Boots are made for walking…writes Rabbi Laibl Wolf

October 14, 2014 by Rabbi Laibl Wolf
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Science is making impressive strides. Take sports-shoe shops for example.

Rabbi Laibl Wolf

Rabbi Laibl Wolf

I needed a new pair of cross-trainers. On expert advice from my podiatrist, I committed an act of treason (having worn Asics for 15 years) and, disguised in a beard and beret, I surreptitiously slinked into the S. Monica (L.A) New Balance store, looking furtively over my shoulders in case any Asics deep-cover spooks were on my tail. (Carelessly I had left a trail on my Google history searches that Homeland Security might have tracked and a future Edward Snowden would reveal, much to my embarassment.)

Impressive store, New Balance. Hi tech equipment measurement of my feet included computer analyses of corns, bunions, idiosyncratic family peculiarity of two webbed toes, as well as the obvious width and length of each of my feet (different sizes to my amazement), degree of pronation – negative (conflicting with every shop to date claiming my dire need for much vaunted anti-pronation-designed-shoe-base with strong heel counters – naturally at considerably higher mark-up).

Armed with the printer read-out outstandingly dominated by scientific-looking graphs of my two feet, the store assistant (clearly a PhD physics candidate trying to earn a few dollars on night shift) went to the back of the store and brought out a bevy of rather plain white shoes, which to my color-sensitive eyes, did not at all resemble the bright green sided, orange based, blue shoe-laced model that I had specifically requested. When asked about the slight differential between customer model choice and bland store-supplied samples, the attendant uttered in inaudible undertone, which low decibels meant that I should not be at all concerned, “we are out of that one”.

Being a sensitive soul as well as PhD candidate, he must have sensed my fast-waning interest and he quickly offered, “but we do have it in another size”. I must admit that his helpful admission did raise a faint question in my mind as to the efficacy of the lengthy scientific assessment made at the outset of my loyalty-conflicted entry into the store, coupled with his somewhat blithe preparedness to clothe me in ill-fitting shoes. But out there in the real world we all know that appearance reigns supreme, and therefore my ego-voice offered me the forbidden fruit “doesn’t hurt to try them on.” Naturally, through the magical agency of my ego, they fitted perfectly! – a true testament to the power of the colloquially described Hassidic teaching of Yetzer Hara (the inner tempter).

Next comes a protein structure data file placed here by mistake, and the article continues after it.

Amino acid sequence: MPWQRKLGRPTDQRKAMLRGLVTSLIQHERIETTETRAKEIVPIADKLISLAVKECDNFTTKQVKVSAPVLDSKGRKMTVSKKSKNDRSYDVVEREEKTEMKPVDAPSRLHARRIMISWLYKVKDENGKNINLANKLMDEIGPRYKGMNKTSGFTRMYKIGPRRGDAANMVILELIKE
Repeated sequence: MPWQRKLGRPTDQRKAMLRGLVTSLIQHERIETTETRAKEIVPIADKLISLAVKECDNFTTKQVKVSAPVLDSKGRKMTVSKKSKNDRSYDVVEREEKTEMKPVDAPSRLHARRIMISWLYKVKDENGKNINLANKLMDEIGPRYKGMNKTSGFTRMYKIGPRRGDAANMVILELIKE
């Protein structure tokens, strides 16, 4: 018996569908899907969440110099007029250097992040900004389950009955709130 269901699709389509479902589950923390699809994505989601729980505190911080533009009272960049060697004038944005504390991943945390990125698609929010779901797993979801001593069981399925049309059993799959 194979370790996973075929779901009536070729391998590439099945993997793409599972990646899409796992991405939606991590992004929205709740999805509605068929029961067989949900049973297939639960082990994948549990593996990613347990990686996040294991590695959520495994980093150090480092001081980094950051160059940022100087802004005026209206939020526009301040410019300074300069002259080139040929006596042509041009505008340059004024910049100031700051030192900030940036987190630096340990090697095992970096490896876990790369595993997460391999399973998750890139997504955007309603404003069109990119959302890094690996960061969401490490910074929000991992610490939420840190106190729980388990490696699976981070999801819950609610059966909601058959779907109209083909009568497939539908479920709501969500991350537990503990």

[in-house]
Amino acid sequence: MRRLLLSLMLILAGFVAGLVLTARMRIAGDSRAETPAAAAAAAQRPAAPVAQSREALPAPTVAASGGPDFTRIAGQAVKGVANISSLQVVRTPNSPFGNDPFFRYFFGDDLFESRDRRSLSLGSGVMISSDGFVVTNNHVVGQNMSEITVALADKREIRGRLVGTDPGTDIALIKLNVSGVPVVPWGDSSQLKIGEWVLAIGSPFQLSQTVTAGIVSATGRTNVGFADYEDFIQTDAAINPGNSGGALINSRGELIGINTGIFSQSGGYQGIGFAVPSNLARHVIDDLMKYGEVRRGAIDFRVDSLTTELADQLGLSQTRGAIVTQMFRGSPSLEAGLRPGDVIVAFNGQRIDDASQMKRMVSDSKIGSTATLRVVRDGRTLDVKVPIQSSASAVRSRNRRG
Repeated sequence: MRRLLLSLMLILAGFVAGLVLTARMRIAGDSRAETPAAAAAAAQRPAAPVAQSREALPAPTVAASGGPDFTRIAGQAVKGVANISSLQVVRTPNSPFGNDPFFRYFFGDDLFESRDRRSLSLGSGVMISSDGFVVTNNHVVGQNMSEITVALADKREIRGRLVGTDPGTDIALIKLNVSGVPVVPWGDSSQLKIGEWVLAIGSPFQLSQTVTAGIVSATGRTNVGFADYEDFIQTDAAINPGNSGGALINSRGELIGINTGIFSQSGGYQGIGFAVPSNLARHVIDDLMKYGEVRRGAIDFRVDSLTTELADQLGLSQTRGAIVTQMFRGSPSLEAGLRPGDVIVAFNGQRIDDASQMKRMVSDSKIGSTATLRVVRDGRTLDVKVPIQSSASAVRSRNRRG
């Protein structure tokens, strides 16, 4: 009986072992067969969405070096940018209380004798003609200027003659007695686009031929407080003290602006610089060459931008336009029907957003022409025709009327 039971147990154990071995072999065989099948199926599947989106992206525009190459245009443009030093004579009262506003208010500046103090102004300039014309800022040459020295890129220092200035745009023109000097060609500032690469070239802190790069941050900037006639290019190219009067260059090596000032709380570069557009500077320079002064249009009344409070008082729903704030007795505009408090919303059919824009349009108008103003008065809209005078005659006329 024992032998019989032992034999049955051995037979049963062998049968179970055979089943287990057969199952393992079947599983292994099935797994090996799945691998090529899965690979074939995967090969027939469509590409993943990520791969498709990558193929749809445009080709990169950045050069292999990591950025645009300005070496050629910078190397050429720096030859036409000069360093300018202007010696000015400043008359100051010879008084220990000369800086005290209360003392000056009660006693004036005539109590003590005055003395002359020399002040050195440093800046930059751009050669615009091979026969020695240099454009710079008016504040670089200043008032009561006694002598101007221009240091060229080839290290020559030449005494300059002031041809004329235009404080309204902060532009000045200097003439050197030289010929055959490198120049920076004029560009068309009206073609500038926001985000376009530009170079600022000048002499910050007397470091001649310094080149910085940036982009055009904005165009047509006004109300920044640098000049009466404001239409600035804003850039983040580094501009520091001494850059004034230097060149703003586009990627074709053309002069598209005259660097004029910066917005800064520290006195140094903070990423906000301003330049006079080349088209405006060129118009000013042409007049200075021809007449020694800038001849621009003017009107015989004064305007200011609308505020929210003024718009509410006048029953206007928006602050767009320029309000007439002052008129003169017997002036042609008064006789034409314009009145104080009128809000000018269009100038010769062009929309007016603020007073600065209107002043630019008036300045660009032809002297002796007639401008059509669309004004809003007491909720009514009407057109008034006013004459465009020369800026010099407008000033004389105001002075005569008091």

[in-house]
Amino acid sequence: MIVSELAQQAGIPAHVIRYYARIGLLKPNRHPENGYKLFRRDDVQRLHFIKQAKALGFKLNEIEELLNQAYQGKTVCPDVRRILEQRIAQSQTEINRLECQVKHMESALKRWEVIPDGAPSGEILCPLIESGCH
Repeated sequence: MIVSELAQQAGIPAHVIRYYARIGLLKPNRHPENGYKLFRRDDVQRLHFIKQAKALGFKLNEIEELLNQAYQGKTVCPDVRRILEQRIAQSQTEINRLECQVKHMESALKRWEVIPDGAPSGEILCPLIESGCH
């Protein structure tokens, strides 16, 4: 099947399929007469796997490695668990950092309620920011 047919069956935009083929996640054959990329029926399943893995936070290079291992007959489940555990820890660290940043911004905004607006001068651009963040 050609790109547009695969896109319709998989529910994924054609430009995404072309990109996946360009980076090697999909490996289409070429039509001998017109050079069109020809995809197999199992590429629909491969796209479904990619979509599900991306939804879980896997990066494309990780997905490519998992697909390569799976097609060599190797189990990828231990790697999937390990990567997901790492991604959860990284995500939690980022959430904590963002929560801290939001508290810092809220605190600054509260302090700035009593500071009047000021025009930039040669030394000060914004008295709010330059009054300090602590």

I walked out of the store a happy man. New Balance clearly had it all over Asics. The fit was better, the approach more scientific, the heel counter more firm, and the coloring much more appealing. (Color was, as no doubt you can readily recognise, a mere afterthought, not the real motivator, surely, since, ipso facto, all the other aspects were clearly superior. Yes, dear reader, I had very successfully brainwashed my brain. But my heart was singing so could I have really erred too badly?

Nevertheless, the astute reader of my process of self-entrapment will have noted the following dissonances in my autobiographic episode:

  • Science is useful only as long as sales attendants are not employed on a commission basis.
  • Nancy Sinatra may have reinforced the Divine rule that that boots are made for walking, but the appurtenance (shoe) at the end of that limb (foot) is a powerful and undeniable fashion statement that compromises even G-d’s best of intentions.
  • Rabbis are morally perplexed when it comes to conflict between the two body organs most distant from its other – the brain and the sole (or, should I rather say, the brain is not the seat of the sole!)
  • Thank goodness for product-return policies.

In Chabad Hassidic teachings there is a wonderful observation that the brain may be the senior partner of the body, but is useless without the feet to take it where it wants to go. Likewise, feet may possess a monopoly over body locomotion, but its capacity to read a compass is very limited (hence my questionable choice of shoe stores).

So before buying your next pair of sports shoes, don’t make an ass(sic) of yourself, and assume a posture of (new)balance, always noting that success will not be a ‘shoo-in’.

Rabbi Laibl Wolf, is the  Dean of  Spiritgrow – The Josef Kryss Center, Australia

 

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